Diffuse histology cancer cases and intestinal histology cancer cases were analyzed separately. Cases of mixed or indeterminate histology were excluded from the geospatial analysis. The H. pylori CagA spatial distribution was analyzed subsequently. Gastric cancer cases without aldea geocodes and aldea population data, were excluded from the geospatial analysis, by necessity, but included in the overall descriptive analyses of the study population. Demographic and clinical data were analyzed by chi-squared and univariable multinomial logistic regression analyses.
A total of 702 gastric cancer patients were identified in the western Honduras gastric cancer registry from 2002 to 2013. There were 498 subjects with either intestinal or diffuse subtypes, with a mean age of 63.2 (SD 13.8), and 66.3% males (n = 330). Three hundred seventy-eight patients had validated village-level (aldea) geocode data for the spatial analysis. (Table 1). The subjects without village-level geocodes were primarily from the early study period, which primarily focused on county-level geocoding. The excluded subjects (n = 204) were from outside of the district hospital catchment area (n = 108), with non- intestinal/diffuse histology (n = 80; mixed 42; indeterminate 35; other 3), or had missing data (n = 16).
In the overall study population, there were 259 cases (52%) of the intestinal subtype. Over three quarters of cancer patients (87.5%) were positive for H. pylori infection by multiplex serology, of whom 93.8% were CagA positive. In this setting, tobacco and alcohol use was limited, with proportions of never-used of 73.6 and 76.1%, respectively. A family history of gastric cancer was only noted in 6.6% of cases. No significant differences in demographic or clinical features were noted between the geospatial analysis study group (with aldea geocodes) and the subject group without geocodes, with the exception of borderline differences (P = 0.05) in age and proportions of the Lauren classification subtypes.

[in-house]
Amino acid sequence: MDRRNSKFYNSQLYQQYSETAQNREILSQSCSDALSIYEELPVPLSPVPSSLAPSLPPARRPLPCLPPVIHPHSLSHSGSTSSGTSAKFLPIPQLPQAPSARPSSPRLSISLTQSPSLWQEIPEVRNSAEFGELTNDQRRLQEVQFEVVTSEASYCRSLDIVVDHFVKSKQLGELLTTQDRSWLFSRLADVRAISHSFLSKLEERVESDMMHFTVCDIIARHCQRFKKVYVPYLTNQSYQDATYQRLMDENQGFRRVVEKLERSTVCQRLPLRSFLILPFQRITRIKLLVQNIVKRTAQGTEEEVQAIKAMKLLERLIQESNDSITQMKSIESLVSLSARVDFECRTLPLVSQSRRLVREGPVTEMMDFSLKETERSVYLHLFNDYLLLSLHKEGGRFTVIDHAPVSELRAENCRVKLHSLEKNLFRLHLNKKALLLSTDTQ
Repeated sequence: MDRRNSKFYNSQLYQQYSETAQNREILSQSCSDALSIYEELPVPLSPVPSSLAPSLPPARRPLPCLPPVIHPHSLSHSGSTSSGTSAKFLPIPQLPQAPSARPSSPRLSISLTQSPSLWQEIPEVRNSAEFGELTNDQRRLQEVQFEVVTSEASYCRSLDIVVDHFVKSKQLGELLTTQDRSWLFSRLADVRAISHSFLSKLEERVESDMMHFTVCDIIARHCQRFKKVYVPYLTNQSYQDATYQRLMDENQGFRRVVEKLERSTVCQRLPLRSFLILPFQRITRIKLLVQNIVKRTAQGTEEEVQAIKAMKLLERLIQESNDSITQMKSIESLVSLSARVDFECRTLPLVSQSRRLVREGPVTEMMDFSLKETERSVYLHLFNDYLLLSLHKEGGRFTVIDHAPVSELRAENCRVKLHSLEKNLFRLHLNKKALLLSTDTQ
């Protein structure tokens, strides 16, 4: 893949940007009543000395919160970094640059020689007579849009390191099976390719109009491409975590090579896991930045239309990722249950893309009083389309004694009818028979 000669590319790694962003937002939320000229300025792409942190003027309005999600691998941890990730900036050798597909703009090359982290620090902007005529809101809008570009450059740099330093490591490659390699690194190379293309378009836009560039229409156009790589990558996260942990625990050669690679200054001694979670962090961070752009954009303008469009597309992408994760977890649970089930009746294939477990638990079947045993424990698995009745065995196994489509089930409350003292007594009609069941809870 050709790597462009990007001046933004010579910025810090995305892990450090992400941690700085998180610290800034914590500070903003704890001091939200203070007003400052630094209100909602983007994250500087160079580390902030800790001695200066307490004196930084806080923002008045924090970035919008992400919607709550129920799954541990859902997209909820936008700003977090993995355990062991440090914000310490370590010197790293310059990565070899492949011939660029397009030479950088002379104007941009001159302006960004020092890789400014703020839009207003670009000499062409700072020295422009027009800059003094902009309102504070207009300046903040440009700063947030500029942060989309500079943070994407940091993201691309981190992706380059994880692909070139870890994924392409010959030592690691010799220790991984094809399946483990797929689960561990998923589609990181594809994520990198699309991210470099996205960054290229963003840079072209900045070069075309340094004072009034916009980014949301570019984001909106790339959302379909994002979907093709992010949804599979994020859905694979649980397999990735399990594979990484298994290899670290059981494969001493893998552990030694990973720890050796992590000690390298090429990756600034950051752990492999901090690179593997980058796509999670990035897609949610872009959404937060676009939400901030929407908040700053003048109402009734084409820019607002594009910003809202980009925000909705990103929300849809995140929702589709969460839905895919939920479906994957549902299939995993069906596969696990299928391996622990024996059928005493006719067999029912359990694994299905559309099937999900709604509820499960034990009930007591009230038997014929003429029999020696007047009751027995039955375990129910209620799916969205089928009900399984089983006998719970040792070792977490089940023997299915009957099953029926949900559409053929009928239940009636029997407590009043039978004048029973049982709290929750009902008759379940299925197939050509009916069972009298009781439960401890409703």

In the study period, in the catchment area, incident cases were identified in 219 villages within a total of 58 counties. Hot spots of diffuse gastric cancer incidence were identified by both independent methodologies (Fig. 1). The Getis Ord Gi* hot spot analysis identified three neighboring hotspots in western Honduras (P value < 0.0015; range 0.00003–0.0014; 99% CI) that may be considered one cluster area. The spatial scan statistic results corroborated the hotspot findings. A single statistically significant cluster with a 32 km radius was identified in the same location as the hotspots using SaTScan (P-value < 0.006; range 0.0026–0.0054). The intestinal subtype cancers were randomly distributed, and without high incidence clusters. (Fig. 1).
Clusters of aldeas with a higher relative number of cases of H. pylori CagA were identified, but only among the diffuse type cancer hotspot clusters. Hotspots were detected using the Getis-Ord Gi* statistic (P value ≤0.001; range 0.0001–0.0010). (Fig. 2). The location of the H. pylori CagA hotspots was also observed with the SaTScan statistic, with a significant cluster (P-value < 0.0085) with a 4 km radius, located in the same area. The overlap of the clustering areas of diffuse cancer and CagA areas was noted, indicating that CagA may be a co-factor in the area where germline mutations may be important. CagA was randomly distributed outside of the diffuse cancer cluster hotspot, and also among the intestinal cancers within this hotspot area.
We examined differences in demographic and exposure factors between cases that were located in the diffuse hotspot versus cases that were intestinal as well as all cancers outside of the cluster area. Table 2 summarizes the demographic and exposure factors of the hot spot (cluster) of diffuse gastric cancer for the 378 patients for which village-level geocodes were available. H. pylori multiplex serology data was available for 286 out of the 378 cases in the geospatial analysis. Importantly, diffuse cases in the diffuse gastric cancer hot spot had the lowest age interquartile 0–25% range, 21–46 years, and were significantly younger than the intestinal cases located within the diffuse cluster (P = 0.024). The modest number of cases within the diffuse cancer hot spot may have limited the power to detect some significant differences in other risk exposures.
Gastric cancer, the leading infection-associated cancer, demonstrates remarkable geographic variability. In Latin America, the burden is concentrated in the Pacific littoral mountainous regions of Mexico, Central America, and the Andes . We have identified hot spots of the diffuse gastric cancer subtype, in the mountainous region of western Honduras, with rigorous geospatial methods. We postulate that the geographic clustering and younger age of the diffuse gastric cancer patients may implicate a germline genetic association. This may represent a cluster of subjects with germline mutations of CDH1, another tumor suppressor gene, or other recently described associations [20, 39,40,41,42].